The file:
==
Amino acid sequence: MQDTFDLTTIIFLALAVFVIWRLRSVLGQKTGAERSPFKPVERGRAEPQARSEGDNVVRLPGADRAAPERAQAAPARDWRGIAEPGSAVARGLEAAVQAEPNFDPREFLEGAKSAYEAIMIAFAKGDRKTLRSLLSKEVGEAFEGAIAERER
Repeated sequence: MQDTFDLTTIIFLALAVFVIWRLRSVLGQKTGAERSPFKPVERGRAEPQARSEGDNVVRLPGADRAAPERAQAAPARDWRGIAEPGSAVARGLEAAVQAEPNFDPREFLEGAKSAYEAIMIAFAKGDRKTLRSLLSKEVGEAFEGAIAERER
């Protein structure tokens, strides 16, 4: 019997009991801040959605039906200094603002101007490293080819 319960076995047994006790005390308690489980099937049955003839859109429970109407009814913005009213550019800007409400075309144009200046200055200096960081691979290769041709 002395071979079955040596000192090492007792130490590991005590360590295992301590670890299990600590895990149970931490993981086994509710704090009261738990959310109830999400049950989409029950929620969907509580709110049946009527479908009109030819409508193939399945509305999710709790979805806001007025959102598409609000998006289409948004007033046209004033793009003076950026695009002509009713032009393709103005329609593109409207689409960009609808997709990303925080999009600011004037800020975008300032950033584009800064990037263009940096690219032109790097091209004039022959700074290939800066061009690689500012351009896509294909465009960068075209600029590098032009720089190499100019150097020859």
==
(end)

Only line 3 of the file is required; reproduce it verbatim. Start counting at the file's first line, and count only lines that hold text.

């Protein structure tokens, strides 16, 4: 019997009991801040959605039906200094603002101007490293080819 319960076995047994006790005390308690489980099937049955003839859109429970109407009814913005009213550019800007409400075309144009200046200055200096960081691979290769041709 002395071979079955040596000192090492007792130490590991005590360590295992301590670890299990600590895990149970931490993981086994509710704090009261738990959310109830999400049950989409029950929620969907509580709110049946009527479908009109030819409508193939399945509305999710709790979805806001007025959102598409609000998006289409948004007033046209004033793009003076950026695009002509009713032009393709103005329609593109409207689409960009609808997709990303925080999009600011004037800020975008300032950033584009800064990037263009940096690219032109790097091209004039022959700074290939800066061009690689500012351009896509294909465009960068075209600029590098032009720089190499100019150097020859």